Tourist who ‘wanted to see the pope’ smashes busts at the Vatican Museums

Zelda Caldwell   By Zelda Caldwell for CNA


The sculptures of the Chiaramonte Gallery in the Vatican Museums on June 8, 2020, in Vatican City. / Photo by Marco Di Lauro/Getty Images

Washington, D.C. Newsroom, Oct 5, 2022 / 15:30 pm (CNA).

A man visiting the Vatican museums in Rome on Wednesday flung two ancient Roman busts to the ground, causing moderate damage to the valuable works of art.

According to an article in the newspaper Il Messaggero, the middle-aged American tourist asked to see the pope and became enraged when told that would not be possible. He then threw one bust to the ground and knocked the other over while trying to run away.

The man had bought a ticket to the Vatican’s Chiaramonti Museum where the busts were displayed.

After the incident, he was restrained by security guards and taken to the police station for questioning.

“The person who pulled down the statues has been arrested by the gendarmes and handed over to Italian authorities,” Vatican spokesperson Matteo Bruni told reporters.

The man had been cited for public indecency in the United States in the past, reported Corriere Della Sera.

The damaged marble sculptures were representations of “minor figures” and part of the collection in the Chiaramonti Museum created under Pope Pius VII Chiaramonti (1800-1823) that includes more than 1,000 busts, statues, and sarcophagi from ancient Rome.

The Vatican told Corriere Della Sera that damage to the busts “is not significant, the faces have not suffered great damage, perhaps one of the two specimens has detached a piece of the nose.”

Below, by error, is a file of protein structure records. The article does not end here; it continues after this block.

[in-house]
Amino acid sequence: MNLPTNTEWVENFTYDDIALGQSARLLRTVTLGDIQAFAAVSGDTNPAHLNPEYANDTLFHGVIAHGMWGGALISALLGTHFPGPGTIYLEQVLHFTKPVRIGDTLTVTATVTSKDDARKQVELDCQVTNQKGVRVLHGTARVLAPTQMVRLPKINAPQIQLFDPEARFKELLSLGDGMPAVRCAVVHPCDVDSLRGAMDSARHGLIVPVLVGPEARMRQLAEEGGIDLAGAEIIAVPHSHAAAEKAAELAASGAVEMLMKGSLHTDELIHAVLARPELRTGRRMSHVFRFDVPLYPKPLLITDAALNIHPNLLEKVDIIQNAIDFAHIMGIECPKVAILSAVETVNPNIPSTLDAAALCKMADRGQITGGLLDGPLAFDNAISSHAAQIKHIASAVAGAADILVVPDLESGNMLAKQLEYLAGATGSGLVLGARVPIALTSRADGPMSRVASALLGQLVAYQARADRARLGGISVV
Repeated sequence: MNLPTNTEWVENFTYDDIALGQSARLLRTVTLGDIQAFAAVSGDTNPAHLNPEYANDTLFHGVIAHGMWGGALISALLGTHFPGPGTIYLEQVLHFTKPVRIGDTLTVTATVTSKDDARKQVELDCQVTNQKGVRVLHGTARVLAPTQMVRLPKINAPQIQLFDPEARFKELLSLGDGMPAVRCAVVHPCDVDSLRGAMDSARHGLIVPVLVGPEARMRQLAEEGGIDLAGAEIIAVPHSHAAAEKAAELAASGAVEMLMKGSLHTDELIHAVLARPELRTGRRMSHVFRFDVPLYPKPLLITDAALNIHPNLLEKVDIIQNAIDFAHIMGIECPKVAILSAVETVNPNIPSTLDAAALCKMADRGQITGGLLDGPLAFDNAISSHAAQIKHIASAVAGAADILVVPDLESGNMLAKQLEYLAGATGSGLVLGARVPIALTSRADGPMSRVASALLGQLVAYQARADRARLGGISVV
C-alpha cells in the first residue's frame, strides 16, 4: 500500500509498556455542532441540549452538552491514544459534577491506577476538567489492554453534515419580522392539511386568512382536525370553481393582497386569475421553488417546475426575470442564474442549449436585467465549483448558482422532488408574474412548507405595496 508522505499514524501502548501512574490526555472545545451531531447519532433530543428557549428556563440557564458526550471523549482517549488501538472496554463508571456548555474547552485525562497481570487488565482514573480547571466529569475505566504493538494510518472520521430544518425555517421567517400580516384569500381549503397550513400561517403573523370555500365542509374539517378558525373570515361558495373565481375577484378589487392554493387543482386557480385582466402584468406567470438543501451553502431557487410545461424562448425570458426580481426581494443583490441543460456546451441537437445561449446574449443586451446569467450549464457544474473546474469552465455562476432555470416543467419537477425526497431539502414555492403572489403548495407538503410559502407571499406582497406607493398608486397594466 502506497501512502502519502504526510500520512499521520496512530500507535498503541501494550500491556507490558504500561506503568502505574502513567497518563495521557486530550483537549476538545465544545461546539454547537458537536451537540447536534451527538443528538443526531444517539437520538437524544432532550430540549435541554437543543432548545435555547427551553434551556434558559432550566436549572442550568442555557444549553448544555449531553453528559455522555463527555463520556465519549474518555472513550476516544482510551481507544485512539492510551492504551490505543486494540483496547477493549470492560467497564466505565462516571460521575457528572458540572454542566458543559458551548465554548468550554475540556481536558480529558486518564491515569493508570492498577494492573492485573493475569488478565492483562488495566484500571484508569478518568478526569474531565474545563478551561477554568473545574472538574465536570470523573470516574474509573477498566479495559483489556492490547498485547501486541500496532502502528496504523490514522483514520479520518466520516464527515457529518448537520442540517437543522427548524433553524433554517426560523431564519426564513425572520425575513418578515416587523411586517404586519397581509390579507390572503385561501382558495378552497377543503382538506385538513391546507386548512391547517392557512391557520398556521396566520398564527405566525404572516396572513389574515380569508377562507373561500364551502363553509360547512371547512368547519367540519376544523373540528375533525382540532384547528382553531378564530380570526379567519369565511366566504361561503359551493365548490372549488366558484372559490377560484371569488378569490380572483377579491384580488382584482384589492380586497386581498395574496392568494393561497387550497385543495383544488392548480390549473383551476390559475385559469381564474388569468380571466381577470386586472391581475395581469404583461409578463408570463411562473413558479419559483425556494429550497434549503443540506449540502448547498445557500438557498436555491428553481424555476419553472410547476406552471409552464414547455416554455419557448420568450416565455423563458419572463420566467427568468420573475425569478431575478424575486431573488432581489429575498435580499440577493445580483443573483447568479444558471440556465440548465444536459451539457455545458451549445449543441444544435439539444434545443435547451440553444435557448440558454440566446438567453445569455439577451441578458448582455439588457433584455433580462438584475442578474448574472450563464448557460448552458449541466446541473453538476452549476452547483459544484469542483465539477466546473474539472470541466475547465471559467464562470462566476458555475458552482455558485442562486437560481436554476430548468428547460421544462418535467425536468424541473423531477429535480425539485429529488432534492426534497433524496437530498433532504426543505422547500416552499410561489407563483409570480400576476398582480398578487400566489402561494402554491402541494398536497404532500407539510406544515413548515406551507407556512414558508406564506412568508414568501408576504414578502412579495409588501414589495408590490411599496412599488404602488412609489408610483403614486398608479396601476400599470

The busts have been moved to the marble restoration workshop of the Vatican Museums, the report said.

Elizabeth Lev, an art historian who offers tours of the Vatican Museums, shared the news on Twitter, noting, “Tragically, our first great post-pandemic tourist season has been marred by irresponsible tourists.”

Since Italy reopened tourism, on several occasions visitors have damaged or placed the country’s historic landmarks at risk.

Earlier this year, in Rome and in Pisa, tourists crashed drones into medieval buildings. And in June, two tourists rode their scooters down Rome’s Spanish Steps, causing $27,000 worth of damage.

None of these incidents compares with the time in May 1972 when a man entered St. Peter’s Basilica with a hammer hidden in his coat. He then proceeded to smash Michelangelo’s Pietà, damaging Our Lady’s arm, nose, and eyelids. The sculpture of the body of Jesus held by his mother has since been restored and is now back at St. Peter’s, protected behind a bulletproof acrylic panel.

If you value the news and views Catholic World Report provides, please consider donating to support our efforts. Your contribution will help us continue to make CWR available to all readers worldwide for free, without a subscription. Thank you for your generosity!

Click here for more information on donating to CWR. Click here to sign up for our newsletter.

About Catholic News Agency 7453 Articles
Catholic News Agency (

1 Trackback / Pingback

  1. Tourist who ‘wanted to see the pope’ smashes busts at the Vatican Museums | Passionists Missionaries Kenya, Vice Province of St. Charles Lwanga, Fathers & Brothers

Leave a Reply

Your email address will not be published.

All comments posted at Catholic World Report are moderated. While vigorous debate is welcome and encouraged, please note that in the interest of maintaining a civilized and helpful level of discussion, comments containing obscene language or personal attacks—or those that are deemed by the editors to be needlessly combative or inflammatory—will not be published. Thank you.